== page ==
Bible reading for weekend March 8 -- 9
Mar 8 -- Job 37 and 2 Corinthians 7
Mar 9 -- Job 38 and 2 Corinthians 8
"Do you know the ordinances of the heavens? Can you establish their rule on the earth?" (Job 38:33)
ELIHU FINISHES (ch 37). Elihu finishes his speech, and in these last two verses he speaks of several of God's attributes: "The Almighty -- we cannot find him; he is great in power; justice and abundant righteousness he will not violate. Therefore men fear him; he does not regard any who are wise in their own conceit" (vv 23-24). God is omnipotent and great in power; he is infinite and inscrutable, that is, beyond our full comprehension; and he is completely righteous, with an impeccable standard of justice. Again, Job and his friends have only been considering a limited view of God, specifically his temporal judgments in human affairs. Elihu's conclusion is that our knowledge of God -- and our lack of knowledge about him -- should lead us to humble ourselves before God and to revere him alone (cf Deut 29:29). Michael Horton writes, "As the infinite Creator, God alone possesses absolute knowledge. Every fact is interpreted, and we need God’s interpretation if we are to know reality properly." (Pilgrim Theology)
JOB'S DAY IN COURT (ch 38). Job finally gets what he's been seeking, a chance to speak to God face-to-face, in order to state his case. God appears in a theophany, a manifestation of his presence, speaking from a wind storm. He asks Job to gear up and answer God's questions: "Who is this that darkens counsel by words without knowledge?" (v 2) Many more questions follow, "where were you when...", "do you know...", or "can you do this..."? (Note: God is speaking poetically and in the language of appearance, for example, in speaking of the motions of the heavens.) "Do you know..." is followed by, "Can you establish...?" (v 33) Often in our scientific age we think that because we can describe a natural phenomenon, with material causes and effects, that we've actually explained it, when we haven't. We may describe (and measure) life and light and gravity and human consciousness, but we cannot really say what these are. Much less can we "establish" them or make them come into existence or follow rules we set for them! Through all these questions Job is shrinking back down to size, and will begin to wonder what he really knows about anything!
THE SELF-DISCLOSURE OF GOD. One big lesson from these chapters is that we cannot find God out, and understand him in any clear measure, unless he so chooses to reveal himself and allow us to know him. John Frame, a contemporary theologian, puts it this way: "God will not let people find him by methods that presuppose their own autonomy." In other words we do not "find" God on the basis of our own limited and biased knowledge. He has given witness of himself in creation and redemption, and calls us to know him in that way (Deut 4:29; Acts 17:27). But if we speculate about God, or the non-existence of God, or what kind of God we prefer, based upon our own knowledge or reasoning, we will always end up in atheism or idolatry (Rom 1:18-23). Carl F. H. Henry, a theologian of last century, wrote, "The case for the reality of God begins not with human experience or speculation about the ultimately real but with God’s self-disclosure… When discussing divinity, God in his self-revelation is not a deferrable or disposable consideration; it is the sine qua non without which all God-talk is but human chatter." (God, Revelation and Authority, II:156-57) Without God telling us who he is and what's ultimately real, "all God-talk is but human chatter." We cannot find God, as Elihu said, but he can find us. And he is able to tell us who he is, and why we were created, and what his will and promises for us are.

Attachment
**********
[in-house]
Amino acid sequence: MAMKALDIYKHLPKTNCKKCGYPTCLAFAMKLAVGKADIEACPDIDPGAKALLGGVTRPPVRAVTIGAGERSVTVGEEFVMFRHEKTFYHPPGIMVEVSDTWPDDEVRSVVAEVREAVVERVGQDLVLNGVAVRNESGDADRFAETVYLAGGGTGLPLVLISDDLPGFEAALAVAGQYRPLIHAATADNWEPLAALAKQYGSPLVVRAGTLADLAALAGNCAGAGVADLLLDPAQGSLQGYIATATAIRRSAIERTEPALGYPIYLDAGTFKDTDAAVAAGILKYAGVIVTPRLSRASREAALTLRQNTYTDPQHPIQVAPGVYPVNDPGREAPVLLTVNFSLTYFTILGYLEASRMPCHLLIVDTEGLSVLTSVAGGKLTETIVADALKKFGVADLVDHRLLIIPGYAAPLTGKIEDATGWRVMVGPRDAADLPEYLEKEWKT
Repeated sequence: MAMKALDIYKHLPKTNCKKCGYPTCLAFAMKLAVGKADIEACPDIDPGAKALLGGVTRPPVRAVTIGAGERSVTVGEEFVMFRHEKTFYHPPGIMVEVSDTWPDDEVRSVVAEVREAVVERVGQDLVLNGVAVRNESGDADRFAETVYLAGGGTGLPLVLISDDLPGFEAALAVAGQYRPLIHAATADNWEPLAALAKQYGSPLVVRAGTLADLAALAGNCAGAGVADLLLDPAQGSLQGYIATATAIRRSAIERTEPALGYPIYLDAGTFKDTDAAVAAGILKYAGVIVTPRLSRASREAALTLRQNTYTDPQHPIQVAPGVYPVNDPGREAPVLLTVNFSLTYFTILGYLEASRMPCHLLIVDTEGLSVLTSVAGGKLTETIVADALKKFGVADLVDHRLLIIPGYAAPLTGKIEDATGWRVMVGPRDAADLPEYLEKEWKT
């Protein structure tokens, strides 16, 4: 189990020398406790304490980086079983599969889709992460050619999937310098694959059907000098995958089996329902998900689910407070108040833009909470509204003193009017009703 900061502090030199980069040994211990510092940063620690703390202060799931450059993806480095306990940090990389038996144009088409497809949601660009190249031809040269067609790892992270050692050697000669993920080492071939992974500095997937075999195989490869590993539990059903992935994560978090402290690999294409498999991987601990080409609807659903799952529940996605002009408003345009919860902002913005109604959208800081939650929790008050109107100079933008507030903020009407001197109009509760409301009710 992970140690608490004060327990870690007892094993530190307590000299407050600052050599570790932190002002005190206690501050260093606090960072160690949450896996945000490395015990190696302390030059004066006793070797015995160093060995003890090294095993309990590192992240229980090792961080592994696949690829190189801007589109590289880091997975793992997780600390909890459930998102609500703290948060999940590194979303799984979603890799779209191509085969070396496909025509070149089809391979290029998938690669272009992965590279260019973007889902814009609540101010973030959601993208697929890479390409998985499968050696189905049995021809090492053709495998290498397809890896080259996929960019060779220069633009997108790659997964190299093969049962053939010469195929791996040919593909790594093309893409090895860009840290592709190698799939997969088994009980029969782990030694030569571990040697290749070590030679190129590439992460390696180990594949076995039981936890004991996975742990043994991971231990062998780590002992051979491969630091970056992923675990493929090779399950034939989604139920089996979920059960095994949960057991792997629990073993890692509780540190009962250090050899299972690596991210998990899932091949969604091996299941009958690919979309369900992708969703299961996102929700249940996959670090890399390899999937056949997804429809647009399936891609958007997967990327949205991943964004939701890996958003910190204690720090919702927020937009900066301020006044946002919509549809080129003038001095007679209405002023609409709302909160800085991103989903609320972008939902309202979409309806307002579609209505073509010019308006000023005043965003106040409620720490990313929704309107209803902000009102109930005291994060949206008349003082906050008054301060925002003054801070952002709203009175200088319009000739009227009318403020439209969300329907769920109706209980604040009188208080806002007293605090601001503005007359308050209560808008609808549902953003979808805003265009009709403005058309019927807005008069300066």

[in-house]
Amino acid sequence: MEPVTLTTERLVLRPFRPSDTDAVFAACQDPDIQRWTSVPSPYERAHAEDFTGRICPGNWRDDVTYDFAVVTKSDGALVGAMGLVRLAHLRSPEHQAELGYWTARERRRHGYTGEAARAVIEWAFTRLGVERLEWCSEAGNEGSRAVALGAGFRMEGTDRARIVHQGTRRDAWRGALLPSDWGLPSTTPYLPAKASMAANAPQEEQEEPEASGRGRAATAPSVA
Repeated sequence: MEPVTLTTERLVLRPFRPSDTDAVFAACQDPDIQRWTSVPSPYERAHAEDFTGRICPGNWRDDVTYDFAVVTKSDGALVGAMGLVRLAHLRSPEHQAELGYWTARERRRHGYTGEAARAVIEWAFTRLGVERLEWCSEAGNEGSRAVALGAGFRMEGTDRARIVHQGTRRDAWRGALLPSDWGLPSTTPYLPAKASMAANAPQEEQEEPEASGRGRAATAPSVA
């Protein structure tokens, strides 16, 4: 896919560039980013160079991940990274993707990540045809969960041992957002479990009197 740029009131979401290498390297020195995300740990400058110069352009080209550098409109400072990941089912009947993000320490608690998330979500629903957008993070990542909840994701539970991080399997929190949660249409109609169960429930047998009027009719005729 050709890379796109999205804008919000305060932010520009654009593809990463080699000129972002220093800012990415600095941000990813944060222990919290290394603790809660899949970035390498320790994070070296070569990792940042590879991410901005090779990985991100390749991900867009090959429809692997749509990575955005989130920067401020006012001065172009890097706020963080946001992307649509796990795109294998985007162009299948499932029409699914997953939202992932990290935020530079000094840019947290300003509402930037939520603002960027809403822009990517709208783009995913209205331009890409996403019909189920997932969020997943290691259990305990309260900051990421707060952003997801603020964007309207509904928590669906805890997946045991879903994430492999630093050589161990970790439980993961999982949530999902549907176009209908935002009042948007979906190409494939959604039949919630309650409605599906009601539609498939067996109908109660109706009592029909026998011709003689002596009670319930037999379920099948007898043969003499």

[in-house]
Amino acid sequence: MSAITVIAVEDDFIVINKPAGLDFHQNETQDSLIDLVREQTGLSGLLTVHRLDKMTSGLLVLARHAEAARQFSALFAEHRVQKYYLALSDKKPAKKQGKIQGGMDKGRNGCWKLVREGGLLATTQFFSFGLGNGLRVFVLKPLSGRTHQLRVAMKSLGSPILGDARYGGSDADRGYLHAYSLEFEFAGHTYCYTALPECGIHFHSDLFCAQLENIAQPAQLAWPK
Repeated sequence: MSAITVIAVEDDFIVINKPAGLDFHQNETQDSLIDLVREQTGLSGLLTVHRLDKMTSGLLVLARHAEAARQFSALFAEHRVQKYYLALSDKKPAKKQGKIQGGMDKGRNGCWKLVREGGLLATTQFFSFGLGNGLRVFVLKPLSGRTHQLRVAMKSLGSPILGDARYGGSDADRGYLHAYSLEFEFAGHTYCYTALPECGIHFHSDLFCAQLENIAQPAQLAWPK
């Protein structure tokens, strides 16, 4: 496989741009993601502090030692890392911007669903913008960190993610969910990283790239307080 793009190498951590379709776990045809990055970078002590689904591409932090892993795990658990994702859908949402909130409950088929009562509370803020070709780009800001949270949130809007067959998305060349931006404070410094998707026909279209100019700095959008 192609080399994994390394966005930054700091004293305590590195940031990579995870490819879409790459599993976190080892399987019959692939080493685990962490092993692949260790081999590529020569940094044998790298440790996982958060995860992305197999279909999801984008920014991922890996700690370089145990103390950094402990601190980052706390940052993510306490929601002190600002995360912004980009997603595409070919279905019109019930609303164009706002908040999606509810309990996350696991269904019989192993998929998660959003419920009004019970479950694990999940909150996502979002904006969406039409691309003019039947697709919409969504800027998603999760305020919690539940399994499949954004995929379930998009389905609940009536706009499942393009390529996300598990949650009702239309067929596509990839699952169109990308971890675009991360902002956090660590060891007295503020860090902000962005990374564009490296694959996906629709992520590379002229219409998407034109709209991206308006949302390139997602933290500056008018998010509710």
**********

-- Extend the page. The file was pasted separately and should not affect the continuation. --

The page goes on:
"For you know the grace of our Lord Jesus Christ, that though he was rich, yet for your sake he became poor, so that you by his poverty might become rich." (2 Corinthians 8:9)
PAUL'S HEART (ch 7). As you read this chapter, ask: what do I learn here about the heart of the Apostle Paul? What do we learn from this chapter about his attitude toward people and his ministry toward those people? Read more on chapter 7 from my post last year.
CHRISTIAN GIVING (ch 8). This chapter and the next are important for us in understanding the ministry of giving, specifically, as it applies to believers today under the new covenant. The OT specified percentages of giving ("tithes"), but the NT emphasis is a bit different. As you read this chapter (and the next), ask: what principles do you see here for Christian giving? How is it different from the OT? Is this how you view giving today? Read more on chapter 8 from my post last year.
FINALLY, A PRAYER. Here's a "Prayer for the Church" from the Anglican Book of Common Prayer: "O GRACIOUS Father, we humbly beseech thee for thy holy Catholic (universal) Church; that thou wouldest be pleased to fill it with all truth, in all peace. Where it is corrupt, purify it; where it is in error, direct it; where in any thing it is amiss, reform it. Where it is right, establish it; where it is in want, provide for it; where it is divided, reunite it; for the sake of him who died and rose again, and ever liveth to make intercession for us, Jesus Christ, thy Son, our Lord. Amen." (Book of Common Prayer, 1928)
Image credit: photo of the Milky Way by Denis Degioanni on Unsplash. About this newsletter: I post three times a week on my Bible reading, following the Robert Murray M'Cheyne (RMM) two-year reading schedule, as arranged by D. A. Carson. Scripture quotations, unless otherwise noted, are from The ESV® Bible (The Holy Bible, English Standard Version®), copyright © 2001 by Crossway, a publishing ministry of Good News Publishers. Used by permission. All rights reserved. Another resource I recommend is the NET Bible with its excellent notes at netbible.org.